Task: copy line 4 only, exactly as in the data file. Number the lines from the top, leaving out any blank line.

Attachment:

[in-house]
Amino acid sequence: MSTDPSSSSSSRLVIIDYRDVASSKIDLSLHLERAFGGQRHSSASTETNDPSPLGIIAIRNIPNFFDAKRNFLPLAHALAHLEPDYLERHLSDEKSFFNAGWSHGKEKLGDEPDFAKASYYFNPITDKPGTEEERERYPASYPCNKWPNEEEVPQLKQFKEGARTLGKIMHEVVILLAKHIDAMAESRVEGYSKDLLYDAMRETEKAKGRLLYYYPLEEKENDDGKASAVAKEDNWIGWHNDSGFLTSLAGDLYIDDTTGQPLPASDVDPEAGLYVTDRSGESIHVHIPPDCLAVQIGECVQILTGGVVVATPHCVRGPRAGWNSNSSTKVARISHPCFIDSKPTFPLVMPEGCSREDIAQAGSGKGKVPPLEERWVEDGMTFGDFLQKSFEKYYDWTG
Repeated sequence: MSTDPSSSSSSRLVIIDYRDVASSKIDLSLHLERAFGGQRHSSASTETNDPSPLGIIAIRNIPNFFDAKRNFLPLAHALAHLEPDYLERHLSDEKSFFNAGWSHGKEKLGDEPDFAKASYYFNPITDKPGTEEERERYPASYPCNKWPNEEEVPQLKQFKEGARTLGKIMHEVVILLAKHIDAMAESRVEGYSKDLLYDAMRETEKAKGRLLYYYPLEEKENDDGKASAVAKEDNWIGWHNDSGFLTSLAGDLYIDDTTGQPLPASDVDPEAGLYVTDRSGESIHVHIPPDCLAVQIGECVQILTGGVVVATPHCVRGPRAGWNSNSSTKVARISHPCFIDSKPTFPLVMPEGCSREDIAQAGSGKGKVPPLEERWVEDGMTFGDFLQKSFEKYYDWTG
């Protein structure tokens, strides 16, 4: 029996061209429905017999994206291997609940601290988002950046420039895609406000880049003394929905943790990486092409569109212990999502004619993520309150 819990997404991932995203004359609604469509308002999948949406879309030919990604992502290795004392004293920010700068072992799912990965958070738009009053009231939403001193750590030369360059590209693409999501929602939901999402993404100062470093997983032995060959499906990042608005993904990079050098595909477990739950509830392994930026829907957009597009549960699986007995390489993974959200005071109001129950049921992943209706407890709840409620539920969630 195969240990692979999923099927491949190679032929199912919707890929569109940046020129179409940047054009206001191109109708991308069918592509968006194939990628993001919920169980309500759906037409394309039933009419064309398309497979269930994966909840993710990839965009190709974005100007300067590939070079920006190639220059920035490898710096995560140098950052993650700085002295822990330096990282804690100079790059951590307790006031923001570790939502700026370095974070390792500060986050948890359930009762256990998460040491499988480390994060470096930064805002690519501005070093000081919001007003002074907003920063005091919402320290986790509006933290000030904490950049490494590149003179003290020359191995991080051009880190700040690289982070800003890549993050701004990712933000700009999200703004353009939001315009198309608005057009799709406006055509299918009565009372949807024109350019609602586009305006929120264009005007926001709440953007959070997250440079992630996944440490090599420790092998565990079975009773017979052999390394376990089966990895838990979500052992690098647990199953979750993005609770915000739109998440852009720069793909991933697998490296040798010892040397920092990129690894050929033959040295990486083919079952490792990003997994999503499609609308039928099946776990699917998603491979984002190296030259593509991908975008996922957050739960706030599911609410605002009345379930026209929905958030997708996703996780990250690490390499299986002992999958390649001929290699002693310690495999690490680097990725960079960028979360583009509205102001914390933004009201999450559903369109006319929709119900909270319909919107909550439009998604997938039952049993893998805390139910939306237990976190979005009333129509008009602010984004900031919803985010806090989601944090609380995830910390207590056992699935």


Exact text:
């Protein structure tokens, strides 16, 4: 029996061209429905017999994206291997609940601290988002950046420039895609406000880049003394929905943790990486092409569109212990999502004619993520309150 819990997404991932995203004359609604469509308002999948949406879309030919990604992502290795004392004293920010700068072992799912990965958070738009009053009231939403001193750590030369360059590209693409999501929602939901999402993404100062470093997983032995060959499906990042608005993904990079050098595909477990739950509830392994930026829907957009597009549960699986007995390489993974959200005071109001129950049921992943209706407890709840409620539920969630 195969240990692979999923099927491949190679032929199912919707890929569109940046020129179409940047054009206001191109109708991308069918592509968006194939990628993001919920169980309500759906037409394309039933009419064309398309497979269930994966909840993710990839965009190709974005100007300067590939070079920006190639220059920035490898710096995560140098950052993650700085002295822990330096990282804690100079790059951590307790006031923001570790939502700026370095974070390792500060986050948890359930009762256990998460040491499988480390994060470096930064805002690519501005070093000081919001007003002074907003920063005091919402320290986790509006933290000030904490950049490494590149003179003290020359191995991080051009880190700040690289982070800003890549993050701004990712933000700009999200703004353009939001315009198309608005057009799709406006055509299918009565009372949807024109350019609602586009305006929120264009005007926001709440953007959070997250440079992630996944440490090599420790092998565990079975009773017979052999390394376990089966990895838990979500052992690098647990199953979750993005609770915000739109998440852009720069793909991933697998490296040798010892040397920092990129690894050929033959040295990486083919079952490792990003997994999503499609609308039928099946776990699917998603491979984002190296030259593509991908975008996922957050739960706030599911609410605002009345379930026209929905958030997708996703996780990250690490390499299986002992999958390649001929290699002693310690495999690490680097990725960079960028979360583009509205102001914390933004009201999450559903369109006319929709119900909270319909919107909550439009998604997938039952049993893998805390139910939306237990976190979005009333129509008009602010984004900031919803985010806090989601944090609380995830910390207590056992699935």